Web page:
“We go where few ever go,” Marius said, and Liam felt his heart seize up. The undecorated room was far larger than he’d expected. Four more soldiers stood guard at the end, barring the
“My lord,” Liam said as the guards stepped aside, “where is it we go?”
“To the heart of Heavenstone,” Marius said, stepping onto the lift and beckoning him to follow. “Hurry. The night is late, and I do not wish to delay.”
Liam’s meager clothing suddenly felt shameful and disrespectful for where they were headed. He stepped onto the lift while avoiding the gaze of the soldiers, fearful of their judgmental gazes. Once they boarded the lift, two soldiers began cranking, setting chains to rattling and stone to grinding. The lift jolted a moment and then descended down into the stone floor. For a long minute total darkness overwhelmed them, and Liam closed his eyes and meditated on his breathing. He hated darkness. Darkness meant being alone with his thoughts.
A sudden blast of light washed over them. Liam squinted in an attempt to see but found it hopeless. It was as if he stood within a star.
The brightness lasted only a moment before it subsided. Liam glanced above his head, and through the colored blotches he saw the dimming light of more than thirty light elements embedded into the wall.
“A necessary precaution,” Marius said, answering his unspoken question. “The shadowborn can take many forms, but none will survive the holy light of our beloved angels.”
The lift slowed, revealing their destination. It was a single room, with little space between them and the twelve soldiers bowed low in respect. Filling the entire wall opposite the lift was a massive pair of doors. So great was its size that twelve silver chains, six on either side, were required to open it. Its stone was pure white marble and heavily decorated with gold leaf. Liam felt his knees go weak. There were many names for this place. The holy gate. The heart of Center. The angels’ cathedral. All words for a place Liam never thought he’d lay eyes upon.
“At ease,” Marius told the twelve. He exited the lift. Liam followed two steps behind.
The closer he approached the doors, the more Liam was overwhelmed by the sight. He stared at the swirling gold lines, thin and finely carved. They looped and twisted unendingly, patiently spelling out words of worship and praise to the heavens above, unceasing no matter how long one stood before the doors and read. Liam fought an impulse to touch his own tattooed head. His marks were similar, but they were not written with the purity of gold, nor were they words of worship. Their ink was black as sin, and they spoke warnings against open minds, wandering eyes, doubtful tongues, and hesitant hands.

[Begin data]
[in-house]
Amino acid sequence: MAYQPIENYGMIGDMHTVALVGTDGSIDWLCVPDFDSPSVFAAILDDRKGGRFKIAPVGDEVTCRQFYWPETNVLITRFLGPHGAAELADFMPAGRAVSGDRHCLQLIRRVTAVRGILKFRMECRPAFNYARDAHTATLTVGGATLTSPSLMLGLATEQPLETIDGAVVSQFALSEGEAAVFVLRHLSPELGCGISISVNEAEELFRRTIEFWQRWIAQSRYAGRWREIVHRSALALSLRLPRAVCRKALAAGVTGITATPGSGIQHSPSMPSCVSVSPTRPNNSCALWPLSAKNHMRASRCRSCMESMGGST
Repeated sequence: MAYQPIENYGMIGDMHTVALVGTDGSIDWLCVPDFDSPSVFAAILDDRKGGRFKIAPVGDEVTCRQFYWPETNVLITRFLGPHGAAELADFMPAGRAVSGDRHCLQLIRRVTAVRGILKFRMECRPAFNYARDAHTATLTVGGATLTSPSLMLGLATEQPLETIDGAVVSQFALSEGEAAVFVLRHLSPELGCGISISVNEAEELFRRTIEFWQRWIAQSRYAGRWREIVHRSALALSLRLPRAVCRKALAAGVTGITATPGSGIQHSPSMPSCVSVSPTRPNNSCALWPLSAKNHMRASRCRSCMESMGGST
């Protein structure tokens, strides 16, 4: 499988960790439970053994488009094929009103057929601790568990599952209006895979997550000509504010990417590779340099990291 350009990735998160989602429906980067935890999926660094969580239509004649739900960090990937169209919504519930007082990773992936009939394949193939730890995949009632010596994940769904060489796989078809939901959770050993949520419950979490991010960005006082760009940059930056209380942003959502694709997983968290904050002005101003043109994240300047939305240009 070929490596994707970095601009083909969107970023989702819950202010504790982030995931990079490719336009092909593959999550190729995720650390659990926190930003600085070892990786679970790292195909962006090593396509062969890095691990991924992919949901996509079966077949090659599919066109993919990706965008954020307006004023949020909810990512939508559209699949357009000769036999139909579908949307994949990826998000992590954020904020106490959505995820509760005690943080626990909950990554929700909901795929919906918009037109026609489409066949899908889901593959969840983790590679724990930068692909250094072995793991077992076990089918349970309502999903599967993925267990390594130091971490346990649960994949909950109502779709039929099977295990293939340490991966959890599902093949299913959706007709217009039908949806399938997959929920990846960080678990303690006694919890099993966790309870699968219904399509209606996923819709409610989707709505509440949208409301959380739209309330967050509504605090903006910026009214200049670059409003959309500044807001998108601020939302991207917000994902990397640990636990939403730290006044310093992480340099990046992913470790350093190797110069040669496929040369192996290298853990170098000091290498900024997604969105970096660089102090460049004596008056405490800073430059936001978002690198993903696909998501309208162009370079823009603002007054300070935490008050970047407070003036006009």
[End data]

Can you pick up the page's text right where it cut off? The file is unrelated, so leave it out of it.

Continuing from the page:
At Marius’s request the dozen guards took up the silver chains attached to the rungs upon the door. Once braced, they turned their heads aside, as if unworthy of even looking upon the light from within the sealed room. With but a word from Marius, they would open the gates.
“Shall I wait here?” Liam asked as Marius put a hand on the door.
“No, Liam,” he said. “You’re coming with me.”
Liam’s heart seized.
“But within—” he began, but was quickly cut off.
“Within is every reason you must succeed in the task I have given you,” Marius said. “This gift is offered to precious few. I pray you cherish it forever.”
Liam swallowed down a stone in his throat thrice the size of Center.
“I am unworthy to be in their presence,” he said. “My heart is weak and my mind sinful.”
“We’re all unworthy,” Marius said. “That’s why it’s a gift. Now hold your head high and step inside.”
The soldiers pulled their ropes, splitting the doors open with a stomach-trembling grinding of stone and gears. Light flooded out the crack. Bright. Pure. Squinting, Liam choked down his fear and entered the greatest and most secretive cathedral buried deep in the heart of Center.
Despite all he knew, all he’d read, Liam was still not prepared.
The cathedral opened out immensely, a tremendous sphere of white marble stretching out hundreds of feet in all directions. Gold and silver ran like rivulets across the walls, winding and dancing like a heavenly spiderweb. An overwhelming beauty, the sight of those walls, but it meant nothing to Liam’s eyes when compared to the otherworldly presence of the three lightborn. They hung beside one another in the center of the vast cathedral, their arms at their sides, gilded manacles clamped about their wrists and ankles. Several more chains looped about their waists, their arms, holding them so that their feet hovered mere inches above the stone floor. It was a vision of imprisonment, but also one of support. Without those chains, the lightborn could never rise at all.
A new servant comes before us?
The voice echoed in Liam’s mind, soft, gentle, tinkling like glass. Liam forced his fearful eyes to meet the gazes of the three. They were giants, incredible beings of crystal and marble and all things good and pure. Their humanoid shapes were flawless. Neither the sky nor the ocean could compare to the blue intermixed with flecks of shining gold in their eyes. Beautiful, yet terrifying. With a clenched fist the heavenly figures could crush Liam’s mortal shell.